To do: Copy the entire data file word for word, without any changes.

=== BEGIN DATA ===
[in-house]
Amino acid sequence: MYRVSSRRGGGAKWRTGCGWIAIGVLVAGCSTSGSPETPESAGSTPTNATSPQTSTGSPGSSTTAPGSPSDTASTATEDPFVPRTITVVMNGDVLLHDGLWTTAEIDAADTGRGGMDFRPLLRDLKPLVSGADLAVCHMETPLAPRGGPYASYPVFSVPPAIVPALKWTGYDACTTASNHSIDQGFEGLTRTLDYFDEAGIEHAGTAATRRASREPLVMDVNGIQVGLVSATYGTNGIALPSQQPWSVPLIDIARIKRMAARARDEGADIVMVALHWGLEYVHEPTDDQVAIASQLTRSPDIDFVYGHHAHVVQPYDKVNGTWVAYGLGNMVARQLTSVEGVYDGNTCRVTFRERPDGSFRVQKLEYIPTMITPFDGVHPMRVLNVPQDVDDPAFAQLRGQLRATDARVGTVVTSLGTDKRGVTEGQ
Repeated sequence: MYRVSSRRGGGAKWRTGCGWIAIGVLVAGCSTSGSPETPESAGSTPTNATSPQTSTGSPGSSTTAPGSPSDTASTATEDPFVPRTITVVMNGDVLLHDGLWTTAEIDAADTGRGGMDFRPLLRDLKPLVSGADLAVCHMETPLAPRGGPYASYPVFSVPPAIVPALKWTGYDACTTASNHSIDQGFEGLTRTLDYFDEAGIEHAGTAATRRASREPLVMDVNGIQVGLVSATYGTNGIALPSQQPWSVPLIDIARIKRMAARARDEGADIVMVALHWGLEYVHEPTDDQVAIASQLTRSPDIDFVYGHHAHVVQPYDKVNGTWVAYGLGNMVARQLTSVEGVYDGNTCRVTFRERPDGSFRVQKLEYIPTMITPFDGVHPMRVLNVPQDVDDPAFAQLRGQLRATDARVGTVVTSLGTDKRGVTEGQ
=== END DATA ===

[in-house]
Amino acid sequence: MYRVSSRRGGGAKWRTGCGWIAIGVLVAGCSTSGSPETPESAGSTPTNATSPQTSTGSPGSSTTAPGSPSDTASTATEDPFVPRTITVVMNGDVLLHDGLWTTAEIDAADTGRGGMDFRPLLRDLKPLVSGADLAVCHMETPLAPRGGPYASYPVFSVPPAIVPALKWTGYDACTTASNHSIDQGFEGLTRTLDYFDEAGIEHAGTAATRRASREPLVMDVNGIQVGLVSATYGTNGIALPSQQPWSVPLIDIARIKRMAARARDEGADIVMVALHWGLEYVHEPTDDQVAIASQLTRSPDIDFVYGHHAHVVQPYDKVNGTWVAYGLGNMVARQLTSVEGVYDGNTCRVTFRERPDGSFRVQKLEYIPTMITPFDGVHPMRVLNVPQDVDDPAFAQLRGQLRATDARVGTVVTSLGTDKRGVTEGQ
Repeated sequence: MYRVSSRRGGGAKWRTGCGWIAIGVLVAGCSTSGSPETPESAGSTPTNATSPQTSTGSPGSSTTAPGSPSDTASTATEDPFVPRTITVVMNGDVLLHDGLWTTAEIDAADTGRGGMDFRPLLRDLKPLVSGADLAVCHMETPLAPRGGPYASYPVFSVPPAIVPALKWTGYDACTTASNHSIDQGFEGLTRTLDYFDEAGIEHAGTAATRRASREPLVMDVNGIQVGLVSATYGTNGIALPSQQPWSVPLIDIARIKRMAARARDEGADIVMVALHWGLEYVHEPTDDQVAIASQLTRSPDIDFVYGHHAHVVQPYDKVNGTWVAYGLGNMVARQLTSVEGVYDGNTCRVTFRERPDGSFRVQKLEYIPTMITPFDGVHPMRVLNVPQDVDDPAFAQLRGQLRATDARVGTVVTSLGTDKRGVTEGQ